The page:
My younger brother will be performing election duty as presiding officer for the first time in Kolkata. All the family members are praying that his duty passes off peacefully in the extremely violence-prone atmosphere of West Bengal.

    "If you are killed in action, you go to Heaven. If you win, you rule this Earth (as beautiful as Heaven). That is why, O son of Kunti, take a firm resolve and fight!"-- Shrimad Bhagwad Gita

  • #663786
    Once in a blue moon. The election is not held every month or every year. It is once in 5 years (once in 1826 days). The election officials should consider it as a special duty performed, and should feel proud of themselves. It is the effort put in by the Election commission to conduct such an election in the heavily populated democratic nation. Planning and execution are very important. First salute and thanks to EC, and then to the Booth officials including the policemen. Finally to the voters who voted silently without creating any problem.

    Though I am not against thanking the poll booth staff, I am also not for thanking the staff for performing their allotted duty.

    No life without Sun

  • #663792
    Mr. SuN: In India, elections are held almost once in a year. It may be Lok Sabha election, Assembly election, Panchayat/Corporation election or by-election. Election is nowadays losing its charm and it is stopping developmental work very frequently.
    "If you are killed in action, you go to Heaven. If you win, you rule this Earth (as beautiful as Heaven). That is why, O son of Kunti, take a firm resolve and fight!"-- Shrimad Bhagwad Gita

  • #663795
    Undoubtedly the polling officials carry out an uphill task and A Big Thank You to all of them. Only the other day my friend was telling the hardships his father faced while performing election duties. In those days there were no EVMs and things were more complex. There was no mobile phone to be in touch with the family members and his father had to travel to a distant village to carry out the election process. He along with his team members had to walk for around five kilometres to reach the booth because the condition of the road was not suitable for a car. There was no electricity in that village and they had to carry oil lanterns to carry out their job. Their dinner was puffed rice along with coconuts and the next day people started to queue up since 5 AM in the morning. They came so early because after voting they will go to the field for farming. It was really hard to convince those people that voting starts from 7 AM.

    The situation changed a lot, but in remote villages polling officials still face hardships. The main concern is the activities of the political parties and all the time they had to remain cautious. At times, they had to run away from the booths because of the terror tactics of the political parties but they continue with their duties knowing all these risk factors.


    "Life is easier when you enjoy what you do"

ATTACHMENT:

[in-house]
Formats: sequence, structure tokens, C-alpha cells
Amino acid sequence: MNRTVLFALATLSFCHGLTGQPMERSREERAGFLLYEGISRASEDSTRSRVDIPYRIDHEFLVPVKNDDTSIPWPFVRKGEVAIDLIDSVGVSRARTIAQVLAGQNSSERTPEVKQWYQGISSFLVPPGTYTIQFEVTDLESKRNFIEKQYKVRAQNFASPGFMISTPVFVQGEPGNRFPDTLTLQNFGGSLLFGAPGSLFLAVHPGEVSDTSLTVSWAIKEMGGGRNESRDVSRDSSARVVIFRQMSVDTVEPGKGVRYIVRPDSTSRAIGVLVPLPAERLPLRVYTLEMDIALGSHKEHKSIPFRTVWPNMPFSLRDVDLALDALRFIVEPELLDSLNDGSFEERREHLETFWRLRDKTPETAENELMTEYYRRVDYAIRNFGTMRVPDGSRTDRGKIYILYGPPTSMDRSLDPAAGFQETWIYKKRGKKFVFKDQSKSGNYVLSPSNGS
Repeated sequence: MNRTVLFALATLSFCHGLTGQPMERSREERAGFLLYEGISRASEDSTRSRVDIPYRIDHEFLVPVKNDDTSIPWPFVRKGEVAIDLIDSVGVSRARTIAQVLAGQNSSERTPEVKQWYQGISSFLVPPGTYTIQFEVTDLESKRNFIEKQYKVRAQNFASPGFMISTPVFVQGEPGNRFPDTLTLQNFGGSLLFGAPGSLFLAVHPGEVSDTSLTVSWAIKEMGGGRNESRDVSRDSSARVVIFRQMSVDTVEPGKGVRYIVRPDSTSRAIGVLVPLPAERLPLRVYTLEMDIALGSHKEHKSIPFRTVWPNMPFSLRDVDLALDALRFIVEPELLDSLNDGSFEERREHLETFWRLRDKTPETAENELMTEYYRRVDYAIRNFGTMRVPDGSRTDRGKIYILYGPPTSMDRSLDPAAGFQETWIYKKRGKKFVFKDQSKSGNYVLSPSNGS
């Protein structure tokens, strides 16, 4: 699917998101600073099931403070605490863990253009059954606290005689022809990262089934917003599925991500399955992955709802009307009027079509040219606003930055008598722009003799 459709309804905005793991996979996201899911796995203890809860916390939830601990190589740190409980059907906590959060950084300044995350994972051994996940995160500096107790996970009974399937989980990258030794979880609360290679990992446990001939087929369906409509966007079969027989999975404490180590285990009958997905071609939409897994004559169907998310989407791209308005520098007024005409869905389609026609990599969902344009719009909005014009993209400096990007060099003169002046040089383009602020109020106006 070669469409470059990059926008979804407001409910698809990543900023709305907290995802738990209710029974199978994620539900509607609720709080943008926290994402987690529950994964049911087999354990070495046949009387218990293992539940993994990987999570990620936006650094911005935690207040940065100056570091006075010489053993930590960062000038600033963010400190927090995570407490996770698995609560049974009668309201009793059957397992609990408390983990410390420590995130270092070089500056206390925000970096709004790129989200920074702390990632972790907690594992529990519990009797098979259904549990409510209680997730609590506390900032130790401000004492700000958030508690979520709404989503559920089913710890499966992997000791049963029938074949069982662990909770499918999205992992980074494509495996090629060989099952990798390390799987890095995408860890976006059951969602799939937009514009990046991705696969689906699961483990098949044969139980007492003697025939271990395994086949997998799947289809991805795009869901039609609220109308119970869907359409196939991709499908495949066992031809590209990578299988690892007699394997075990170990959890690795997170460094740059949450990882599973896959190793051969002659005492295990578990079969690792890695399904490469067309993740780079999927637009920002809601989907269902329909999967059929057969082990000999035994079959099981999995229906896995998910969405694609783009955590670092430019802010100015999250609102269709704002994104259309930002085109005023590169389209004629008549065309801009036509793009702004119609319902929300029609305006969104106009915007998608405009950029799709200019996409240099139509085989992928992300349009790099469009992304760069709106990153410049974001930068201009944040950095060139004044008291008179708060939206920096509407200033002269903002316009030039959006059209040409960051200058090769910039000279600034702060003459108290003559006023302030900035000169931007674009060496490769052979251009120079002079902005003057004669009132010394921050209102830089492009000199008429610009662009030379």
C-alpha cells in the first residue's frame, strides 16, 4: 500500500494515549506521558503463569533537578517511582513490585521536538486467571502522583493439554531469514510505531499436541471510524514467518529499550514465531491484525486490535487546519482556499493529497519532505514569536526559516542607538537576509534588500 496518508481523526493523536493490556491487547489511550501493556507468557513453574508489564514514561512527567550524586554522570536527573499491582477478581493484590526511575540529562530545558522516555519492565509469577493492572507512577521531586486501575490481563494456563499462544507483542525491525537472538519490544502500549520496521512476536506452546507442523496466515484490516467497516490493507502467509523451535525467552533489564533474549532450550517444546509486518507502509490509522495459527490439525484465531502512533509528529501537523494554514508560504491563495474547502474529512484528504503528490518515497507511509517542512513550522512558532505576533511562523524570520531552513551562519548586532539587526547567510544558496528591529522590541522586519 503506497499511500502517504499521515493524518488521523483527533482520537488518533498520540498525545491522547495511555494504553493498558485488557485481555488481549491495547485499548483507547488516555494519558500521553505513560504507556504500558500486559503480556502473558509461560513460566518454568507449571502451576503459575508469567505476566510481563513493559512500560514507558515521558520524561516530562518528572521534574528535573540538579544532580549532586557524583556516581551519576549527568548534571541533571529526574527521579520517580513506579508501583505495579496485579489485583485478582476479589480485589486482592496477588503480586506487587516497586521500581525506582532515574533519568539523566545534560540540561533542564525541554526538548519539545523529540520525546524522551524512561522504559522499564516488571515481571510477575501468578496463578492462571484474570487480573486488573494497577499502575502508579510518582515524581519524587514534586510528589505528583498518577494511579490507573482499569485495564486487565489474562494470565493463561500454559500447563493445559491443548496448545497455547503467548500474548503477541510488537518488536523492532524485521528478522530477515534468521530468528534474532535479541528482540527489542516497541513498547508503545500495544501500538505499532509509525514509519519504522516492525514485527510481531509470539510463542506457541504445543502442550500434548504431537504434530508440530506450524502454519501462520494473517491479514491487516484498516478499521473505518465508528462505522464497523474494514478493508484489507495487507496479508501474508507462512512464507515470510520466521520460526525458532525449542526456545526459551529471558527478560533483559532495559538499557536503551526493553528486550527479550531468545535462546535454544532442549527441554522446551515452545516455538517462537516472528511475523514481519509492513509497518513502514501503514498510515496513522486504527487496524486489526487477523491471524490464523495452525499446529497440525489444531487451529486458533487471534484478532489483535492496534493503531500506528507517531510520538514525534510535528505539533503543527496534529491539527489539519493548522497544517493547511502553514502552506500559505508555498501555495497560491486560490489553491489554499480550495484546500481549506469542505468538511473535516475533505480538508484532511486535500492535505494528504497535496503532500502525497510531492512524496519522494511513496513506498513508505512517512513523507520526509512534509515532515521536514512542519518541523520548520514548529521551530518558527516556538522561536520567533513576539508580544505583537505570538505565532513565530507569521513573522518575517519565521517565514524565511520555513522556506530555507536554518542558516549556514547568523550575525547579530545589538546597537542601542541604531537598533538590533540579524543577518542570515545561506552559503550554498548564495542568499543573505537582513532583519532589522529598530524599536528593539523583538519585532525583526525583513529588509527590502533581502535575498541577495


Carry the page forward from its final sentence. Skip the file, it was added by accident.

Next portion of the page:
• #663803
    I can agree with Madam Neeru Bhatt (#663773) for her statement that people are avoiding these types of duties where responsibilities are more. It is a fact that many in Govt services are finding it very hard to take more responsibilities and do such type of jobs. Working 7am to 6pm sitting on hard benches does not qualify them for a salutation. Many people in India are working more than 12 hours a day in hazardous conditions.

    Do you salute the Bank official after completing your financial transaction? Do you salute the RTO official after getting your DL renewed? They are doing their job only, for that they are getting paid by the Govt from our tax money.
    You can acknowledge their work, appreciate their work and say thanks to them if you wish .No need to salute them as they are not war heroes.

  • #663936
    An excellent thread and acknowledgment to behind the scene staff. Like in any organization or a task of such mammoth proportions, the human angle in the logistical chain is vital to the very success of the task in question.
    Even though it's one day during each election, the job comes with responsibility. I like the way our ME and Mr.Shankalan have brought out the points that would certainly mean going out of the comfort zone. I feel, whether we appreciate their work or not should be questioned but, in the given background (Indian elections), these people certainly deserve a few kind words.

  • #663983
    We need to look at the two aspects. One is, your normal duty for which you are paid. The point raised by the Author is about the efforts of the people who have been drafted to the election assignments which is beyond their normal duty. It is a tough task for them in handling the politicians , their followers, Security threat etc. Definitely they deserve appreciations for conduct of free and fair elections.
    "If you don't understand my silence, you will not understand my words"

  • #663986
    I am glad that most members understood the thought behind this thread, of saluting somebody in the sense of expressing respect and appreciation, of just being kind with a simple smile, good morning and words of thanks towards somebody doing a thankless job. Keep in mind that those who were on duty in areas marked as sensitive had to stay overnight with no proper facilities, sleep on the floor for just four hours and get up to start preparing the poll booth with no provision of breakfast the next morning.
    When you make a commitment, you create hope. When you keep a commitment you create trust! ~ John C. Maxwell